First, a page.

Tech Haves and Have-Nots. With millions of people suddenly stuck at home during the pandemic, the stark inequities in internet access were suddenly quite visible.
As Sam Morris reported in September
, the speed of internet access varies widely across the globe and can be remarkably patchy even in wealthy nations. Downloading an hourlong show on Netflix on a cellphone takes just three minutes in Australia but six minutes in the U.S. And for its slower speed, the U.S. plan costs $8 compared with 68 cents for Australia.
Our reporting highlighted the inequalities found within the U.S., where when it comes to access to the speedy home broadband connection necessary to support things like online schooling and work, there are huge disparities. As Emmanuel Martinez reported in March
, the estimated number of Americans without reliable broadband access is as high as 163 million.
Many people turn to libraries for internet access—but libraries were closed because of the pandemic. As Lauren Kirchner reported in June
, librarians around the U.S. got creative, transforming their parking lots and bookmobiles into Wi-Fi hotspots to help people with critical tasks, like filling out online unemployment forms, which can only be done on a computer. (Of course, sadly, many poorly designed online unemployment systems crashed under the weight of applications, as Colin Lecher reported throughout the year
But spotty Wi-Fi in library parking lots wasn’t enough for kids who needed to go online for school. As Colin and Maddy Varner reported in August
regarding one Florida county, attendance fell dramatically in schools with a high proportion of poor and minority students. And by December, as Colin reported
, school districts across the country were finding a huge increase in students receiving failing grades—again, with already disadvantaged students impacted the most.
Pandemic-Proof Profits. Meanwhile, tech companies had a great year. After a brief panic in the spring when online advertising revenues slid, the tech giants more than recovered, posting record revenues and profits this year.
Consider Google, which otherwise had a pretty tough year with multiple antitrust cases filed against it and growing backlash within its own ranks. As Adrianne Jeffries reported this week
, the turmoil didn’t stop Google from pulling in $25 billion in profit in the first nine months of the year.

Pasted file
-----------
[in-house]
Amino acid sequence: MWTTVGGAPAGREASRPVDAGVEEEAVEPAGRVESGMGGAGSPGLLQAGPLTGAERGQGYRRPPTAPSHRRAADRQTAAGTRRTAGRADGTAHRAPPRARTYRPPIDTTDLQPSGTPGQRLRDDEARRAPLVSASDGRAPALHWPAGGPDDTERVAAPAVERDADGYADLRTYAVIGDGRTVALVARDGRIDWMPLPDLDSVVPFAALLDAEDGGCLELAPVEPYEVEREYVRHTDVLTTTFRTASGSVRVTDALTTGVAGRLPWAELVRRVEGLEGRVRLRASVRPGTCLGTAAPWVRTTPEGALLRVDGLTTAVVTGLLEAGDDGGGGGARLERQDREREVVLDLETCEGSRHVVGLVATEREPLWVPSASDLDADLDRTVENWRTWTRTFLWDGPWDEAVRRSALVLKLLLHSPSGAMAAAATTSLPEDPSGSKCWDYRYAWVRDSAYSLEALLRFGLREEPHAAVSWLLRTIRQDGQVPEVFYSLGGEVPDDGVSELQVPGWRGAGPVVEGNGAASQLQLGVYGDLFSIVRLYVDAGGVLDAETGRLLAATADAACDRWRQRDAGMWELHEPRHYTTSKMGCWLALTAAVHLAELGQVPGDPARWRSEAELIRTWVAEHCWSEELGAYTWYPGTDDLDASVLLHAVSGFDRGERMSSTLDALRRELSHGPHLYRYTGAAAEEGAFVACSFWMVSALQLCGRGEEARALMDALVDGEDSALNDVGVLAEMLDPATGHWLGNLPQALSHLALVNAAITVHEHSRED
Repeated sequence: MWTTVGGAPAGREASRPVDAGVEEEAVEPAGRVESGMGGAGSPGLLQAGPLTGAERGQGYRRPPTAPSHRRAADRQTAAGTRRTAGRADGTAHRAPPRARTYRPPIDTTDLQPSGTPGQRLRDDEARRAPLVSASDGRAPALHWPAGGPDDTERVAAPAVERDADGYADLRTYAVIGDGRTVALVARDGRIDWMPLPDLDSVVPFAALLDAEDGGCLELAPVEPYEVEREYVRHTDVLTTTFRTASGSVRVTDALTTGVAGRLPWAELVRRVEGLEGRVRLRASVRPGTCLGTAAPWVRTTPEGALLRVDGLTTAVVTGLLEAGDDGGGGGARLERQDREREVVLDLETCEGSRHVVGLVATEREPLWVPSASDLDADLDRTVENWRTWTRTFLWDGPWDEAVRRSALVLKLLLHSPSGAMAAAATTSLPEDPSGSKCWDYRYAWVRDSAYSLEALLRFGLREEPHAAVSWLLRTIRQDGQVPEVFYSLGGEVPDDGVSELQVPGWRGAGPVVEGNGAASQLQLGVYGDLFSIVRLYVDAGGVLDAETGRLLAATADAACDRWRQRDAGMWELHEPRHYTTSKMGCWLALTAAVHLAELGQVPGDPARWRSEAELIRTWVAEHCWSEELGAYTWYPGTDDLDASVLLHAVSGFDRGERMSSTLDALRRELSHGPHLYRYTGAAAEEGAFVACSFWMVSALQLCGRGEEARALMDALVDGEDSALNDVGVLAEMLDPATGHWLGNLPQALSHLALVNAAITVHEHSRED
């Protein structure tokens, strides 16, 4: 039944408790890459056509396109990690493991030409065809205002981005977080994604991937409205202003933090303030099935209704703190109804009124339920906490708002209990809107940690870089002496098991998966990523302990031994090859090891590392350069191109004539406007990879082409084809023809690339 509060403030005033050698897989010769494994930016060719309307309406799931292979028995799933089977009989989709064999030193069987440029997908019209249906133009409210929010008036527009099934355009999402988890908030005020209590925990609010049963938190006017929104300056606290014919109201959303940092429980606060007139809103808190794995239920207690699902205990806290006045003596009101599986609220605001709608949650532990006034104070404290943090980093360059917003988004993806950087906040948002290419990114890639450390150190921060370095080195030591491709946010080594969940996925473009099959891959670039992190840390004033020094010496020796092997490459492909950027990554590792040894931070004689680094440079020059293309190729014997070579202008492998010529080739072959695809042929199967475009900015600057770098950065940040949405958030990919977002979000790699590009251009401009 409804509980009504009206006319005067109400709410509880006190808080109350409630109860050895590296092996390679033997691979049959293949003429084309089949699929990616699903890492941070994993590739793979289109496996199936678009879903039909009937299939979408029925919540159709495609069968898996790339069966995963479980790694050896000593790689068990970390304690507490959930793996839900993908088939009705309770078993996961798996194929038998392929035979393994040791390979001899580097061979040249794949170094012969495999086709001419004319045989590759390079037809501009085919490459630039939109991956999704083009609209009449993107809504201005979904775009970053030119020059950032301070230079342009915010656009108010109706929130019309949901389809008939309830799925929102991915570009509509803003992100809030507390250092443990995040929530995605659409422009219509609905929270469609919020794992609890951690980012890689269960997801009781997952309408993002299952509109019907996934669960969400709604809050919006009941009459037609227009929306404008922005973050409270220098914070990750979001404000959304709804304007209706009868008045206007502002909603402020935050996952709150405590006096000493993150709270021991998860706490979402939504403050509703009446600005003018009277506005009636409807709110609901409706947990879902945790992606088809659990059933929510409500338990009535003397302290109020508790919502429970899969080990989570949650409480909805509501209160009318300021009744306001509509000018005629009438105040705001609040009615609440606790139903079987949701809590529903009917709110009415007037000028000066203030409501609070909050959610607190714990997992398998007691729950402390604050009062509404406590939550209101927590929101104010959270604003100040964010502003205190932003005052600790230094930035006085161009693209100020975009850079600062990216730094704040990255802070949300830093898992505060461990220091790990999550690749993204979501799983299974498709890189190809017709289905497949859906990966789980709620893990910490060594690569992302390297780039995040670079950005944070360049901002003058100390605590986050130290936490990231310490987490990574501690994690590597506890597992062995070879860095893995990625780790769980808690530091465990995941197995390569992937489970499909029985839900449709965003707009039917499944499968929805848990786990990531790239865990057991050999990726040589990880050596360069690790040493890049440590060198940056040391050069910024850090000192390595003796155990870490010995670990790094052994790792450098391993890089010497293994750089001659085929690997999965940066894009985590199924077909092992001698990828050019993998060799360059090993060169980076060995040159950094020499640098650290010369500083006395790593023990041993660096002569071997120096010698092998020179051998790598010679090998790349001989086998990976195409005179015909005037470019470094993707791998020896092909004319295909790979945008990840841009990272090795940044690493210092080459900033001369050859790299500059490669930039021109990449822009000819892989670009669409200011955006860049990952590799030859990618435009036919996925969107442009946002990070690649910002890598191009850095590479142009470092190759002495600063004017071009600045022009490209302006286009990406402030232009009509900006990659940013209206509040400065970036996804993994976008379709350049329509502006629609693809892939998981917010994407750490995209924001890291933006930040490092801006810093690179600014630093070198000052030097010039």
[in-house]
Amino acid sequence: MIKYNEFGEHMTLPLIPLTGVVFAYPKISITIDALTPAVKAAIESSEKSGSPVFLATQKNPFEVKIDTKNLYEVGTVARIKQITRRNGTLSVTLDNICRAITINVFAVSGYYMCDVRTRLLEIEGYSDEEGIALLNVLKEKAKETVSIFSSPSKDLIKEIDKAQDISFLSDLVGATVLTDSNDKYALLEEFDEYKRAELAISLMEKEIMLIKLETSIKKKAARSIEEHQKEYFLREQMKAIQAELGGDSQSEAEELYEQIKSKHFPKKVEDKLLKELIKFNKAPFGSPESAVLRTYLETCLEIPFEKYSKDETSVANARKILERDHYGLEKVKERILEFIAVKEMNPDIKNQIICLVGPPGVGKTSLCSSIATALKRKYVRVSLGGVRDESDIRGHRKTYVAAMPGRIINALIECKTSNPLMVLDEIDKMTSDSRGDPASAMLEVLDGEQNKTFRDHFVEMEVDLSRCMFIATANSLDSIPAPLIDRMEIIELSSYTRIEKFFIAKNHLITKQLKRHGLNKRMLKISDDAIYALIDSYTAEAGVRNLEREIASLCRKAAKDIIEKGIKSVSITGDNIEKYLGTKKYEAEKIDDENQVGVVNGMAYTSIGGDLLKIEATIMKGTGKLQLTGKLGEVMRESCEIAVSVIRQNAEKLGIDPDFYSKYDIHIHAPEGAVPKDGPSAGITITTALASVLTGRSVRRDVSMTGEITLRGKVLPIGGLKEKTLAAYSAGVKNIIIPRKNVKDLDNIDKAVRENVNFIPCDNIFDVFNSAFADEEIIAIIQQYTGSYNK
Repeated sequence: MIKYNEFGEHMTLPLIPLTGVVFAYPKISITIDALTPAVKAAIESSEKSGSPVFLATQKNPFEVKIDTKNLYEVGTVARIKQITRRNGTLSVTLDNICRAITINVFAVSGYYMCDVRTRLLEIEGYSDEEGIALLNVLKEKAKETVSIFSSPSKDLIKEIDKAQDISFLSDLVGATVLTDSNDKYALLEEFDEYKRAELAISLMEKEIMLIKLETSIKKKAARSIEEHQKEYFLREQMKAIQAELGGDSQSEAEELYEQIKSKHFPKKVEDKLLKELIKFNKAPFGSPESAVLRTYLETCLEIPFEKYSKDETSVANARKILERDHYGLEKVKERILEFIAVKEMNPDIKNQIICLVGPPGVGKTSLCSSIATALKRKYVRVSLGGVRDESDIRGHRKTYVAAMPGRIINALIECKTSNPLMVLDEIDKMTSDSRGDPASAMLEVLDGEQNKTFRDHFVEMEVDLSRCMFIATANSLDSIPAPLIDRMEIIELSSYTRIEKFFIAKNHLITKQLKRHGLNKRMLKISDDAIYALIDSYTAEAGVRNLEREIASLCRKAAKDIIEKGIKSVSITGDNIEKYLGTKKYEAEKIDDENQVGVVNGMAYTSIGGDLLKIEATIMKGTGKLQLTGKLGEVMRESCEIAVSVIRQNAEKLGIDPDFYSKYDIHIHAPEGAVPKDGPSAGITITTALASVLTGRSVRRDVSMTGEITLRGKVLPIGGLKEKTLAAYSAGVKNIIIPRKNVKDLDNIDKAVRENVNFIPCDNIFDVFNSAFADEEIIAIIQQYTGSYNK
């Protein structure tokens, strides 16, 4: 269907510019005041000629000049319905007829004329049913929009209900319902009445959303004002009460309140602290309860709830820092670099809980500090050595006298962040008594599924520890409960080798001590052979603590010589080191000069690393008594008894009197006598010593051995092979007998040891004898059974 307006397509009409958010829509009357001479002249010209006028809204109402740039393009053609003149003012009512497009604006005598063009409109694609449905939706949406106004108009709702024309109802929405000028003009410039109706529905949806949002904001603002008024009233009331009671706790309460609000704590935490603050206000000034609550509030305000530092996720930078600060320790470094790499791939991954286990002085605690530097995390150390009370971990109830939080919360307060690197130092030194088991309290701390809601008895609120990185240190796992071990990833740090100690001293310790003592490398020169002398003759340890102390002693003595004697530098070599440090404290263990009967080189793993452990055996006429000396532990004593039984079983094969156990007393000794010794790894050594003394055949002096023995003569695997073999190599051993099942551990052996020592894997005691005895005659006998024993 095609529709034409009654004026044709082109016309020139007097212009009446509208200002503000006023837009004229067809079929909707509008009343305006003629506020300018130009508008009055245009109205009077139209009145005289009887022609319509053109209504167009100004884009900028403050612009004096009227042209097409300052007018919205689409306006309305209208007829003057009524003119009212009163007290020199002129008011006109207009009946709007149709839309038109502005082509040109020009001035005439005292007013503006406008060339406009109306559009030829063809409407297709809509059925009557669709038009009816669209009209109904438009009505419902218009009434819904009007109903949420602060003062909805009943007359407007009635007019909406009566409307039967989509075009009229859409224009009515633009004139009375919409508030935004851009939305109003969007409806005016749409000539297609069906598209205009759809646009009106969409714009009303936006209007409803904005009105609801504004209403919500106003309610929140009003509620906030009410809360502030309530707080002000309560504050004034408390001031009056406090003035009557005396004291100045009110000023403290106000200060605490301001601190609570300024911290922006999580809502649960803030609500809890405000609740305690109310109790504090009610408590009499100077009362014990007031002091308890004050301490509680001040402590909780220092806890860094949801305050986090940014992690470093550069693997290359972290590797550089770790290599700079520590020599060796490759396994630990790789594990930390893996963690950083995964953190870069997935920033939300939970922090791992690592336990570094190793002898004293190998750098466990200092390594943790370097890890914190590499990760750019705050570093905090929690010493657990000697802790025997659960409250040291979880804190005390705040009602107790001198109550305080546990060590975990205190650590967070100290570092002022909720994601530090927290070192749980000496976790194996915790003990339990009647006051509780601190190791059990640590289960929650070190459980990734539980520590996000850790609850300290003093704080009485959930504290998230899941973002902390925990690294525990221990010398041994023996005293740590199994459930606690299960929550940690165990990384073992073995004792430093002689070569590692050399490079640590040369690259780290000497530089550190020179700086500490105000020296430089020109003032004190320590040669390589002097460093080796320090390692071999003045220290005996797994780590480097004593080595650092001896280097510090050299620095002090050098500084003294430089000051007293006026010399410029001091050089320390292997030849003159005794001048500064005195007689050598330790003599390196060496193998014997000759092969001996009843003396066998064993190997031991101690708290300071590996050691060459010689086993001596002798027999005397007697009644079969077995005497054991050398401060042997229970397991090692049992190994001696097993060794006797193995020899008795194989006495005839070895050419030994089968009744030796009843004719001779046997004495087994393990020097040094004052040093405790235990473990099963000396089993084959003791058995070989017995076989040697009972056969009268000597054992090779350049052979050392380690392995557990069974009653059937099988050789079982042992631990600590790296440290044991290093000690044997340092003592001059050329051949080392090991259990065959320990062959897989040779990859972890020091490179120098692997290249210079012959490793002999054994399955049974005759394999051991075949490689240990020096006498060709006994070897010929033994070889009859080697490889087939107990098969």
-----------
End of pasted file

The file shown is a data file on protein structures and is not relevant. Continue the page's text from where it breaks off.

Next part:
Content moderation was no more promising at the other big tech companies. In July, Leon and Aaron Sankin reported
that Google was suggesting porn keywords to advertisers who sought to target ads toward people searching for “Black girls” “Latina girls,” and “Asian girls,” but not toward “White girls”—even though years earlier UCLA professor Safiya Noble had published an entire book, “Algorithms of Oppression
,” highlighting the harmful effects of practices like Google’s inclusion of porn in search results for Black girls.
Algorithms Behaving Badly. Meanwhile, outside of Silicon Valley, technology is increasingly being used to determine the course of human lives—with little oversight.
As Lauren reported in May
, landlords are increasingly using software to predict who will be a good tenant—and those reports, often based on sloppy name matches, can wrongly label people deadbeats, criminals, or sex offenders.
And as Aaron and Maddy reported in February
, Allstate has quietly been rolling out an algorithm that allows it to charge higher prices for auto insurance to customers that it judges willing to pay more.
Health care, too, is increasingly being distributed by automated formulas. As Colin reported in March
, budget-strapped states have increasingly turned to algorithms to determine who deserves care. And during the early days of the pandemic in the spring, each state had developed its own formula for who qualified for a COVID-19 test. We filed public records requests
in all 50 states for the testing algorithms.
The trackers that follow us around the internet, gather our data, and feed it to a lot of these algorithms are increasingly hard to avoid
. That’s why Surya Mattu built Blacklight
, a tool that tells you exactly what sorts of trackers have been placed on any website.